In days gone-by, when you transacted with someone, you probably knew them, or at least it was face to face. And, because you already knew who they were or had a face-to-face interaction, it was much easier for you to trust them, or make a risk assessment on sight. Note, trust works both ways, the buyer needs to trust the seller and the seller needs to trust the buyer.
Nowadays, people access eCommerce sites and online marketplaces through mobile devices, which means trust is administered differently. Some big brands are able to leverage their reputation to earn consumers’ trust, however, what about the less-known brands or a micro-merchant located half-way around the world? Additionally, how can micro-merchants trust customers they are selling to online? It’s a two-way street and trust needs to be enabled in order for the transaction to be completed.
Trust is the crucial element that enables commerce to flow; after all, why buy or sell if you aren’t getting your part of the deal? Therefore, building trust, ensuring safe and secure transactions is key to economic growth. For mobile and eCommerce to grow, the trust framework must be solid and inclusive.
So the question is, how do you create trust on the internet?
The answer harks back to the way it used to, knowing who you are doing business with. Now, that identification process is done digitally, or digital identity verification. Digital identities are not simply about eCommerce, rather they deliver efficiencies across economic and social activities saving enormous amounts of time and money for everyone.
We are not talking theory here, we are talking measurable impact. Consider a 2016 report by Australia Post and The Boston Consulting Group (BCG), which considered economic opportunities of the Australian digital identity ecosystem. They calculated the “economic value an accepted digital identity” in Australia is AU$11 billion a year.
For fun, let’s extrapolate those numbers to some other markets. For the US, all things being equal, that translates to US$112.8 billion. For Europe, it works out to €150 billion. Whichever you cut it, those are huge numbers.
The Value of Digital Identity
Let’s delve deeper into the numbers and see how improving digital identity results in significant economic impacts.
Reducing customer service costs
Currently, many services rely on customers physically visiting an office to receive services from a representative. This labor-intensive process is slow and cumbersome for both the customer and staff. Think of the classic slow bureaucracy, the motor vehicle department, where the cliché is long lineups, surly staff and all-around unpleasant experience.
If digital identity was in place, the need to go in for a renewal is negated. People could save hours of their valuable time and staff could focus on other issues. Efficient self-service could save AU$2 billion per year.
Reducing the cost of fraud
Weak identity systems makes it easier for various types of identity fraud, as well as enabling other serious and organized crimes. Implementing advanced digital identity systems can save AU$2 billion on the cost of fraud. This is not surprising, as one US study by CSIdentity found that the cost of identity fraud to US businesses is in excess of $50 billion a year.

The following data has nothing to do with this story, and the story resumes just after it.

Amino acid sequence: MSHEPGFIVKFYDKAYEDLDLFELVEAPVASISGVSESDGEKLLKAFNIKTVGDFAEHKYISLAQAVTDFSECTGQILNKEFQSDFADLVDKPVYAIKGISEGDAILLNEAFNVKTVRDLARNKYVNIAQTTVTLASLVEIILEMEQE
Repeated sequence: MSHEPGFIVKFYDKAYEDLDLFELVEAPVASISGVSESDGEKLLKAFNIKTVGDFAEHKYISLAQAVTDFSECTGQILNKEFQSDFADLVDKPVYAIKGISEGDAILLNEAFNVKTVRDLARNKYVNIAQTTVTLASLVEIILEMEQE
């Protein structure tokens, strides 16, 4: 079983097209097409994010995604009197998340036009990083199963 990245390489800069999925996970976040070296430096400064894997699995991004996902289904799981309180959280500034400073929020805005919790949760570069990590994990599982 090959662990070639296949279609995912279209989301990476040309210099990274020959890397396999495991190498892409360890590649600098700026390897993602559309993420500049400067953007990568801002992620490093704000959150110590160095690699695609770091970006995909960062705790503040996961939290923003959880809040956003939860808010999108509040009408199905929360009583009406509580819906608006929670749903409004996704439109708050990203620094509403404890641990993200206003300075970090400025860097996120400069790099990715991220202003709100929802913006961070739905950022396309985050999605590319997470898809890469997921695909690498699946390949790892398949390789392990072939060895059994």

Improving customer experience
Friction in the customer onboarding process leads to lost sales; a recent Barilliance study found that “75 percent of US customers abandoned their online shopping cart during Black Friday @Barilliance” 75 percent of US customers abandoned their online shopping cart during Black Friday. While there are numerous reasons for cart abandonment, an effective digital identity system alleviates three of the biggest reasons. According to a ClickZ study on reasons for abandonments during checkout, 37 percent object to creating an account to make a purchase, 28 percent objected to long or complicated checkout processes, and 19 percent didn’t trust the site with their credit card.
Seamless transactions with better security can add AU$4 billion per year to the Australian economy (or extrapolating, US$40 billion to the US).
Saving consumers time
There’s an additional AU$3 billion in opportunity cost lost by consumers on time spent filling forms and otherwise managing their identity. Ask anyone who has recently applied for a passport or other official document and they’ll tell you how archaic paper processes are in today’s mobile-first world. Contrast that with Estonia, a country with digital identity and where opening a business takes approximately 18 minutes, and filing taxes, contributions and other business records can also be done entirely online.
While the move to digital identity promises significant economic gains, there are other intangible benefits that are also extremely valuable. As our lives become more digital, there’s the burden of managing multiple online accounts securely.
Cameron Gough, Australia Post’s general manager of Digital ID and Digital Delivery Centre, notes “consumers typically have more than 40 accounts and log-ins with service providers, eCommerce retailers and membership organizations.”
This complexity is the exact opposite of the promise of digital commerce and services, increasing friction and frustration, rather than making life easier. It seems that many elements of a digital society have been introduced, without the key element of digital identity.
However, with national eID schemes such as in Estonia (and other countries) and commercial providers such as Trulioo enabling globalization of digital identity, it’s just a matter of time before the new and improved trust framework delivers its gifts for businesses, consumers and society in general.
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